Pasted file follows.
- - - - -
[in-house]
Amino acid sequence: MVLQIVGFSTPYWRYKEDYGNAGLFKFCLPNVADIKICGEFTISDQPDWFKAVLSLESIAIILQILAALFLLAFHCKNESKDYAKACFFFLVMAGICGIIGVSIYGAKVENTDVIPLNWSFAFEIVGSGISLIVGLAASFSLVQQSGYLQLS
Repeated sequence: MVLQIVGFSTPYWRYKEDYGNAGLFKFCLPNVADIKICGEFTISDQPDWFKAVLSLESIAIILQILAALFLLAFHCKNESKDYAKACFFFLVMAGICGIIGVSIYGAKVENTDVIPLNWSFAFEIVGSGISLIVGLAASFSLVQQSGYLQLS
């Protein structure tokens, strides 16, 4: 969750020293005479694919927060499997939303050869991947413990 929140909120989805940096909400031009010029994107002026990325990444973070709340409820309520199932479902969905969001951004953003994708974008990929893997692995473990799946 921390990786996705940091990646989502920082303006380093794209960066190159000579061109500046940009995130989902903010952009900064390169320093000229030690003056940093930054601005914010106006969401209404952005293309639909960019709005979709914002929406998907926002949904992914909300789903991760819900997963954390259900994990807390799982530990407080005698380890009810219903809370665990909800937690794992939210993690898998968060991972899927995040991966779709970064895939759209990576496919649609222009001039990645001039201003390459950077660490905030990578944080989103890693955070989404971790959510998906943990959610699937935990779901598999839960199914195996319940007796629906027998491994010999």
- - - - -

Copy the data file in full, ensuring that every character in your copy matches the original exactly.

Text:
[in-house]
Amino acid sequence: MVLQIVGFSTPYWRYKEDYGNAGLFKFCLPNVADIKICGEFTISDQPDWFKAVLSLESIAIILQILAALFLLAFHCKNESKDYAKACFFFLVMAGICGIIGVSIYGAKVENTDVIPLNWSFAFEIVGSGISLIVGLAASFSLVQQSGYLQLS
Repeated sequence: MVLQIVGFSTPYWRYKEDYGNAGLFKFCLPNVADIKICGEFTISDQPDWFKAVLSLESIAIILQILAALFLLAFHCKNESKDYAKACFFFLVMAGICGIIGVSIYGAKVENTDVIPLNWSFAFEIVGSGISLIVGLAASFSLVQQSGYLQLS
């Protein structure tokens, strides 16, 4: 969750020293005479694919927060499997939303050869991947413990 929140909120989805940096909400031009010029994107002026990325990444973070709340409820309520199932479902969905969001951004953003994708974008990929893997692995473990799946 921390990786996705940091990646989502920082303006380093794209960066190159000579061109500046940009995130989902903010952009900064390169320093000229030690003056940093930054601005914010106006969401209404952005293309639909960019709005979709914002929406998907926002949904992914909300789903991760819900997963954390259900994990807390799982530990407080005698380890009810219903809370665990909800937690794992939210993690898998968060991972899927995040991966779709970064895939759209990576496919649609222009001039990645001039201003390459950077660490905030990578944080989103890693955070989404971790959510998906943990959610699937935990779901598999839960199914195996319940007796629906027998491994010999």